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Algebra - JSQ91

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Senior Manager
Joined: 25 Nov 2006
Posts: 333
Schools: St Gallen, Cambridge, HEC Montreal

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07 Feb 2009, 16:59

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Senior Manager
Joined: 30 Nov 2008
Posts: 482
Schools: Fuqua

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07 Feb 2009, 17:36
IMO E.

from stmt 1,

$$sqrt(xz)$$ is an integer ==> product of x and z is a square number like 4,9,16 etc

let $$x = 2, z = 8 ==> sqrt(xz) = sqrt(16)$$= which is an integer. But $$sqrt(z)$$ which is $$sqrt(8)$$ is not a integer.
let $$x= 4, z = 9 ==> sqrt(xz) = sqrt(36) =$$which is an integer. And $$sqrt(z)$$ which is $$sqrt(9)$$ is an integer.

Hence stmt 1 alone is not sufficient to say if z is an integer or not.

From stmt 2,

$$x = z^2. ==> sqrt(xz) = sqrt(z^3)$$

If z is anything other than 1 then sqrt(z) is not an integer
But if z = 1 then $$sqrt(z) = 1$$which is an integer.

Hence stmt 2 alone is not sufficient to say if z is an integer or not.

Togerther also, does not provide enough information.
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Joined: 07 Nov 2007
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07 Feb 2009, 18:12
agree with E.

same explanation.
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Joined: 04 Jan 2009
Posts: 235

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07 Feb 2009, 19:09
mrsmarthi wrote:
IMO E.

from stmt 1,

$$sqrt(xz)$$ is an integer ==> product of x and z is a square number like 4,9,16 etc

let $$x = 2, z = 8 ==> sqrt(xz) = sqrt(16)$$= which is an integer. But $$sqrt(z)$$ which is $$sqrt(8)$$ is not a integer.
let $$x= 4, z = 9 ==> sqrt(xz) = sqrt(36) =$$which is an integer. And $$sqrt(z)$$ which is $$sqrt(9)$$ is an integer.

Hence stmt 1 alone is not sufficient to say if z is an integer or not.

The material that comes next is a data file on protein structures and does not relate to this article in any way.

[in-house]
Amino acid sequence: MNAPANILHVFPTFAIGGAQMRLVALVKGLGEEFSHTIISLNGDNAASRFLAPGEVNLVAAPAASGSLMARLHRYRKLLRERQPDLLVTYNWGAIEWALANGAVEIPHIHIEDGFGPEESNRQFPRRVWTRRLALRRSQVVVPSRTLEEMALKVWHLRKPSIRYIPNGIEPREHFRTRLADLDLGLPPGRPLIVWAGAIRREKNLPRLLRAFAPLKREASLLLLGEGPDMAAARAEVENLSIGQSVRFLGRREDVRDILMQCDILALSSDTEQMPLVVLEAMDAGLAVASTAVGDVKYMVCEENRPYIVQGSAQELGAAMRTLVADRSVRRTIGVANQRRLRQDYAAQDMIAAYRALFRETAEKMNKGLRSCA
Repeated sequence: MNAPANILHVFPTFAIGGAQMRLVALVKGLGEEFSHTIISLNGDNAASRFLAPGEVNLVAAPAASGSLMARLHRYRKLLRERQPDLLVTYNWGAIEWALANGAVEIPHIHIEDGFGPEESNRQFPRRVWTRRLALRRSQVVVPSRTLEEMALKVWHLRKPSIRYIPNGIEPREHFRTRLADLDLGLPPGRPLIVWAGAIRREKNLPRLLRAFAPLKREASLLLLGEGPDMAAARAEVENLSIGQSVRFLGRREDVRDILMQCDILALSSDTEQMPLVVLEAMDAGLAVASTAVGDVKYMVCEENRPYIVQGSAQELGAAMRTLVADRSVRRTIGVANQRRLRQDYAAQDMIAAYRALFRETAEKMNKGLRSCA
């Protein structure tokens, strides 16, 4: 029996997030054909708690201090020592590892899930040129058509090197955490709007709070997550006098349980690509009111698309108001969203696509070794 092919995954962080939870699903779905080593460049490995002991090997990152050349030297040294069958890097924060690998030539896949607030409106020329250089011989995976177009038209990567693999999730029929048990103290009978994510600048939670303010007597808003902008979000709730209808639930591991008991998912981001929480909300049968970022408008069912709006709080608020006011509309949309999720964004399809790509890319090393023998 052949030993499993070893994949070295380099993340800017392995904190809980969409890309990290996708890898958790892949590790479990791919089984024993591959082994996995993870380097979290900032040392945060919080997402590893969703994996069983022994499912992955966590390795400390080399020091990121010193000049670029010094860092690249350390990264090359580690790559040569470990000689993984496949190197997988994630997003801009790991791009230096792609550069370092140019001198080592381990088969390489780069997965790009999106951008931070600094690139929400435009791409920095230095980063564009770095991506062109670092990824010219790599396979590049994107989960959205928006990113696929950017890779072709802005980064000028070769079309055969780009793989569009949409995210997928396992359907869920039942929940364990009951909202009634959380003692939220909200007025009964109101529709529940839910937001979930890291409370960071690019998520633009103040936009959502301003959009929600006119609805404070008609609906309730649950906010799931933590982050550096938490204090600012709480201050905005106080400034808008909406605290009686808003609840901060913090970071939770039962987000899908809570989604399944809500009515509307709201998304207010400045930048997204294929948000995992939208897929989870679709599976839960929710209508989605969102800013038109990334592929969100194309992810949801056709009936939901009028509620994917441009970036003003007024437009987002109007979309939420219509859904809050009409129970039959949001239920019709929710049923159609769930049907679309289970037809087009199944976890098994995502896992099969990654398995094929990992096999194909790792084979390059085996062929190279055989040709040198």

From stmt 2,

$$x = z^2. ==> sqrt(xz) = sqrt(z^3)$$

If z is anything other than 1 then sqrt(z) is not an integer
But if z = 1 then $$sqrt(z) = 1$$which is an integer.

Hence stmt 2 alone is not sufficient to say if z is an integer or not.

Togerther also, does not provide enough information.

I agree with you that both by themselves not sufficient.
Now, if taken together we have the following:
z*sqrt(z) is integer. Z is integer known already.
if z=1, sqrt z is integer.
if z=2, sqrtz is noninteger. But B is not satisfied.
If z=4, sqrtz is integer. and this satisfies both a and B.
Both the statements are satisfied for a and b to obe true.

Hence, C.
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tusharvk

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07 Feb 2009, 19:32
tusharvk wrote:
mrsmarthi wrote:
IMO E.

from stmt 1,

$$sqrt(xz)$$ is an integer ==> product of x and z is a square number like 4,9,16 etc

let $$x = 2, z = 8 ==> sqrt(xz) = sqrt(16)$$= which is an integer. But $$sqrt(z)$$ which is $$sqrt(8)$$ is not a integer.
let $$x= 4, z = 9 ==> sqrt(xz) = sqrt(36) =$$which is an integer. And $$sqrt(z)$$ which is $$sqrt(9)$$ is an integer.

Hence stmt 1 alone is not sufficient to say if z is an integer or not.

From stmt 2,

$$x = z^2. ==> sqrt(xz) = sqrt(z^3)$$

If z is anything other than 1 then sqrt(z) is not an integer
But if z = 1 then $$sqrt(z) = 1$$which is an integer.

Hence stmt 2 alone is not sufficient to say if z is an integer or not.

Togerther also, does not provide enough information.

I agree with you that both by themselves not sufficient.
Now, if taken together we have the following:
z*sqrt(z) is integer. Z is integer known already.
if z=1, sqrt z is integer.